Finally, with regard to textual criticism, we have an article 'On the printing of Jane Austen's novels,' by the late Dr. Verrall, contributed to the Cambridge Observer, about 1892; and two others, also by Dr. Verrall, 'On some passages in Jane Austen's Mansfield Park,' in the Cambridge Review, for November 30 and December 7, 1893; and certain emendations pointed out in a review of a new edition of Pride and Prejudice in the Saturday Review of November 12, 1910.


In this novel scarcely anything calls for notice. The main divergencies seem to be that the editions are divided between reading 'such happiness' and 'such an happiness,' at the end of Chapter III; between 'by all who called themselves her friends' and 'by all who call themselves her friends,' in Chapter XXXII; and 'one of the happiest couples' or 'one of the happiest couple,' in Chapter L.

Johnson's 1892 edition has an unfortunate blunder at the beginning of Chapter XXXII: reading 'their effect on her was entirely such as the former had hoped to see,' instead of 'their effect on her was not entirely,' &c.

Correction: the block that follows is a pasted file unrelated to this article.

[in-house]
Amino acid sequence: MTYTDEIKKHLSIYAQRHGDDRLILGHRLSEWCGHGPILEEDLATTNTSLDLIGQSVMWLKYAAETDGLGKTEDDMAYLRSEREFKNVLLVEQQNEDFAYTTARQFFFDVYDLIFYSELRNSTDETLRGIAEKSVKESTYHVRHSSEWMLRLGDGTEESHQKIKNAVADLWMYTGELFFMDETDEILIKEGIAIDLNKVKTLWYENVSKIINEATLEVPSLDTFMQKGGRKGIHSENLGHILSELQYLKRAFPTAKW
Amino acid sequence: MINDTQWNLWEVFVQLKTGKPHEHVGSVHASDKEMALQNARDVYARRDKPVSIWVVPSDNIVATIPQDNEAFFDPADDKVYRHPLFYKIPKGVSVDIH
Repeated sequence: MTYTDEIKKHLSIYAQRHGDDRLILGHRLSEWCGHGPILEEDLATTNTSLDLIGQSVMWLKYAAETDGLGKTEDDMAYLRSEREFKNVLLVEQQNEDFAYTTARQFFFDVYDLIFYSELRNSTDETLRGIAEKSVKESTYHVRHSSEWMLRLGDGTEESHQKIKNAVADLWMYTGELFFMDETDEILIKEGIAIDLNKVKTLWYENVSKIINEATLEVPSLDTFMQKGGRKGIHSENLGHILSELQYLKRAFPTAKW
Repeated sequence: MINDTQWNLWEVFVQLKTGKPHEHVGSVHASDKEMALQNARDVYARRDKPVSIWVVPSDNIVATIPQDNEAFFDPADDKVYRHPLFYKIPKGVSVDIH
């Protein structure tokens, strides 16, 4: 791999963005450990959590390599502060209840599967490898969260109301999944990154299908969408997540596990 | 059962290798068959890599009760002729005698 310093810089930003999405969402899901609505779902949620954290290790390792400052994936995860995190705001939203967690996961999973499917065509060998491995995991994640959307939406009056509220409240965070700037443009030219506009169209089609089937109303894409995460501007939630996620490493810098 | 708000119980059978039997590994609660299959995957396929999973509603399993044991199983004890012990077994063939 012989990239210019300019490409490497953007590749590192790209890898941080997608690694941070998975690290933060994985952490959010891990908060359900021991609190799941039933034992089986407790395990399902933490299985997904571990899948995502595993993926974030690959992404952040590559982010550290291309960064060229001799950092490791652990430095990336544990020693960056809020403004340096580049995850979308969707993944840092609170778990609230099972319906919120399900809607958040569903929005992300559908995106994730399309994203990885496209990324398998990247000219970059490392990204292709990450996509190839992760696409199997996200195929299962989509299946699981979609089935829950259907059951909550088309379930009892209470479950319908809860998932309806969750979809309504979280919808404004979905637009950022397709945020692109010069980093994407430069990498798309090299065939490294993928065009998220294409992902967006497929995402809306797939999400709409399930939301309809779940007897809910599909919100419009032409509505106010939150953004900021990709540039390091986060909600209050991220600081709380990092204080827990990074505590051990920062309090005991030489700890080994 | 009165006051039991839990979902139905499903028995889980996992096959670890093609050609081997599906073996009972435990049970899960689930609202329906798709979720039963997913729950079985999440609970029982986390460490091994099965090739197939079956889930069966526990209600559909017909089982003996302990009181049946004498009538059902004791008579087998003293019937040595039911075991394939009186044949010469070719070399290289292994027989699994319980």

1. The first passage that we consider to be frequently misprinted is in Chapter III, where Mrs. Bennet is giving her husband an account of the Meryton assembly, and of Mr. Bingley's partners. The first three editions, followed by Mr. Johnson, the Winchester and Hampshire Editions, print thus:--
    'Then the two third he danced with Miss King, and the two fourth with Maria Lucas, and the two fifth with Jane again, and the two sixth with Lizzie and the Boulanger.'

    'If he had had any compassion for me,' cried her husband impatiently, 'he would not have danced half so much! For God's sake, say no more of his partners. O that he had sprained his ankle in the first dance!'

    'Oh! my dear,' continued Mrs. Bennet, 'I am quite delighted with him. He is so excessively handsome! and his sisters are charming women. I never in my life saw anything more elegant than their dresses. I dare say the lace upon Mrs. Hurst's gown----'

    Here she was interrupted again. Mr. Bennet protested against any description of finery, &c.
    Now, here there can be little doubt that we should read, as in Bentley's edition,[372] 'and the two sixth with Lizzie, and the Boulanger----' (i.e. Bingley danced the Boulanger with another partner, whose name Mrs. Bennet would have given but for her husband interrupting her). In the first place, there is every reason to suppose that Mr. Bingley danced no more than 'the two sixth' (each dance seems to have been divided into two parts, but without any change of partners) with Lizzie, for Mrs. Bennet has already said that Jane 'was the only creature in the room that he asked a second time.' Secondly, the reading of the first edition destroys the point of 'Here she was interrupted again.'